An expert in addiction treatment has said many people with problem drinking are simply unaware of the medication options available to them.
Dr Colm O’Gara made his comments after new figures released by the HSE show that the already small number of people receiving drugs to combat alcohol addiction has shrunk even further in the past three years.
The figures detail the number of courses of two drugs — Disulfiram and Acamposate — prescribed under the state’s General Medical Services (GMS) scheme and the Drugs Payment Scheme (DPS) in 2012 to last year.
It shows that the number of courses prescribed, as well as the number of people to whom they were issued, has fallen year-on-year.
The majority of the prescriptions were issued under the GMS scheme. The number of patents prescribed the two drugs in 2012 was 2,471, but this had fallen to 2,133 last year.
Typically, the frequency of the prescriptions would be between four and five times the number of people treated, meaning patients would undergo four or five courses over a year.
The figures show that overall, in 2012 there were 10,827 ‘claims’, but that last year this had fallen to 8,537.
Dr O’Gara, who is a consultant psychiatrist who treats both inpatients and outpatients at the St John of God Hospital in Dublin, said there was strong scientific proof that the drugs worked — but that not enough people knew about them.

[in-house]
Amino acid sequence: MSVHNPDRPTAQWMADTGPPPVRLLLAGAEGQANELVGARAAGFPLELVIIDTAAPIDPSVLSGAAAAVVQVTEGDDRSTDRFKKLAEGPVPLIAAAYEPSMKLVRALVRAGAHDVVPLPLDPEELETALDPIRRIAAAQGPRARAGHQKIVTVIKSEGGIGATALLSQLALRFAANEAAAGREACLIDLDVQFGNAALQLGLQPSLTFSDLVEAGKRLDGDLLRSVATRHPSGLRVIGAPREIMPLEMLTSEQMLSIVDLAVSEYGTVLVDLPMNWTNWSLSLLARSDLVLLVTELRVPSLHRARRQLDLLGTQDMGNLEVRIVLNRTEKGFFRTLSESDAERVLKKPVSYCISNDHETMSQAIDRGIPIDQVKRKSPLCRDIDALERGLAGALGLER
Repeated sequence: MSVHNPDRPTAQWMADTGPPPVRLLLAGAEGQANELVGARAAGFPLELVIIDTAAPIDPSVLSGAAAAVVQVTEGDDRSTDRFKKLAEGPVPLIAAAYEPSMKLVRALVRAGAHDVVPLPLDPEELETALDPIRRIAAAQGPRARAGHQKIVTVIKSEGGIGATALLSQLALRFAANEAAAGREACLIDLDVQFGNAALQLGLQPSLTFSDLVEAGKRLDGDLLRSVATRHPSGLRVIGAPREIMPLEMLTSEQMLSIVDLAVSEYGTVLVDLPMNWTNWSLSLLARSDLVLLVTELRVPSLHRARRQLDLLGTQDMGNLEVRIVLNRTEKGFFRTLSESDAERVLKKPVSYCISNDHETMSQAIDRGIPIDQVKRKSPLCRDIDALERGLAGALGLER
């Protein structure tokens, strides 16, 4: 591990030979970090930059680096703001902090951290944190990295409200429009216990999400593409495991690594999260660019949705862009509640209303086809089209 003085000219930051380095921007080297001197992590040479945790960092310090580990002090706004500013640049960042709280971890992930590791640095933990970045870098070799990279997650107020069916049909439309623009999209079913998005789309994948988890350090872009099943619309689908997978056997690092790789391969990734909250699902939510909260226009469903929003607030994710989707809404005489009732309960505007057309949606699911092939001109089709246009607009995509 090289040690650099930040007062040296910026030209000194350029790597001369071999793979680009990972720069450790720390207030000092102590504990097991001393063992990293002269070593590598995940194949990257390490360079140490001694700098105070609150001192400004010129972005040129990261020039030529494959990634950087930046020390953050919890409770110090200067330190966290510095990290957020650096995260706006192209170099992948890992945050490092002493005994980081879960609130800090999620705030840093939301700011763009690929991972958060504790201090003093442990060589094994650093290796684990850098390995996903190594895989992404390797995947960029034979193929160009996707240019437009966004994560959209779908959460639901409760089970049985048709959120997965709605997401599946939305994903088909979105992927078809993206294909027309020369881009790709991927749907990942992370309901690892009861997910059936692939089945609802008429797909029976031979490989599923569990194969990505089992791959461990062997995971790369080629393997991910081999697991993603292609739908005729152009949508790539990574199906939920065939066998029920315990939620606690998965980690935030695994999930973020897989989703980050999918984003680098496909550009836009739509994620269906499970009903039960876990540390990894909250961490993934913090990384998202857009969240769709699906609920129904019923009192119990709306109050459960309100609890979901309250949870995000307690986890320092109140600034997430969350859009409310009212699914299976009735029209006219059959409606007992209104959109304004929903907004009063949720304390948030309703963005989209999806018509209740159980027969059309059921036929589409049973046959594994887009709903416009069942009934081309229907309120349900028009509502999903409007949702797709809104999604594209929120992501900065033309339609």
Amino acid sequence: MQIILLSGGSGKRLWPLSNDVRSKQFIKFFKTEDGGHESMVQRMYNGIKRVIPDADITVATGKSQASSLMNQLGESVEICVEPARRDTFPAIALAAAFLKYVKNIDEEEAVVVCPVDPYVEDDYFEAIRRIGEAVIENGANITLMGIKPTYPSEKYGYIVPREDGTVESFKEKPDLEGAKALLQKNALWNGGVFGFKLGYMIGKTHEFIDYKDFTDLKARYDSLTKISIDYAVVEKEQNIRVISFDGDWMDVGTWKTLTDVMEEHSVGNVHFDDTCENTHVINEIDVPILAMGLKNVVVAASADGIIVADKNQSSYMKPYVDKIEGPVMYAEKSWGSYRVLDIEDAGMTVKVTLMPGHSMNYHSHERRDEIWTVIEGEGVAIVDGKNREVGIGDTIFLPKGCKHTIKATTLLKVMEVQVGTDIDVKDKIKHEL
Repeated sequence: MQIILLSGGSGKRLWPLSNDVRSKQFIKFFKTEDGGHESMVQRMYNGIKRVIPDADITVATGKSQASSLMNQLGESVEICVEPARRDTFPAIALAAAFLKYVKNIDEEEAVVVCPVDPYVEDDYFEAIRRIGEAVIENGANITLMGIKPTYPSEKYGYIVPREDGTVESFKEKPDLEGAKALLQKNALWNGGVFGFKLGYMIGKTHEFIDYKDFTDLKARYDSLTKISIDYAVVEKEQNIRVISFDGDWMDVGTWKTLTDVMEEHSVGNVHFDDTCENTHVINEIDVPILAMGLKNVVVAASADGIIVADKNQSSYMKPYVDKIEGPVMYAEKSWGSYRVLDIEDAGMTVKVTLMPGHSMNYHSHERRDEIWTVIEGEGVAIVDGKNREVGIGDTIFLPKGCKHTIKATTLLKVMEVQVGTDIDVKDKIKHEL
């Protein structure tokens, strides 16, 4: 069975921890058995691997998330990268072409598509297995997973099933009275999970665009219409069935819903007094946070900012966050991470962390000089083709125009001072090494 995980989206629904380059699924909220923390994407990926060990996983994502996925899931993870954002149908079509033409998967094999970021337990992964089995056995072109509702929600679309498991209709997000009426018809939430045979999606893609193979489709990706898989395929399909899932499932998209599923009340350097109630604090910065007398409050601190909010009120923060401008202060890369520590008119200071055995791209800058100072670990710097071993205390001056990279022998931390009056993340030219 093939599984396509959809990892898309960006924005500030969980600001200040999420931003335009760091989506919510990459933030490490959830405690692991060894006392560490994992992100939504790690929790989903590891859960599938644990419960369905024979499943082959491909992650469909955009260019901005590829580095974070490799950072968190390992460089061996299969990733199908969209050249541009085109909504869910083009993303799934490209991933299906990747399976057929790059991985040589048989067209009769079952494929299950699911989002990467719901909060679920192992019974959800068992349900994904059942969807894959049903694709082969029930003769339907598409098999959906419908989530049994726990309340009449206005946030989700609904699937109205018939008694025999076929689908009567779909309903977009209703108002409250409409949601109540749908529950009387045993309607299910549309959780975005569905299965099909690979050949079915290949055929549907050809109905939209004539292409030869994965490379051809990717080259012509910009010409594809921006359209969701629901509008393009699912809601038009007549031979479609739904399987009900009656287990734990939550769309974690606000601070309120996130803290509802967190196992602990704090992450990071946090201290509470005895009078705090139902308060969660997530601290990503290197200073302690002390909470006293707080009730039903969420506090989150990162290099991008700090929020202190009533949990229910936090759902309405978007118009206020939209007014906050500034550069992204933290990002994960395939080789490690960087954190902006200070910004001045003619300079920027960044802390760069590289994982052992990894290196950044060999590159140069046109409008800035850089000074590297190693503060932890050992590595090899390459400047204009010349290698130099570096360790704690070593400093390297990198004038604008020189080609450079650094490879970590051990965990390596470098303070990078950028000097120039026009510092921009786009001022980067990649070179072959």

“People do not have access to these treatments,” he said.
“There is a psychological approach and a mutual support approach that dominates.”
He said Alcoholics Anonymous was effective but said it was “fact” that medication did work and that the best approach overall was a “multi-factorial” one.
“I think that message is poorly understood out there and a message that is not getting through to clinicians or the public.”
He said he was satisfied that those prescribing the drugs were doing so properly and that one reason for the relatively low rate of rescription was that in the case of Disulfiram, typically sold as antabuse, drinking while taking it could have serious health impacts and there was even a risk of death.
Acamposate, often sold under the name Campral, is a drug which influences cravings. Selincro, originally known as nalmetrene, has now also come on the market.
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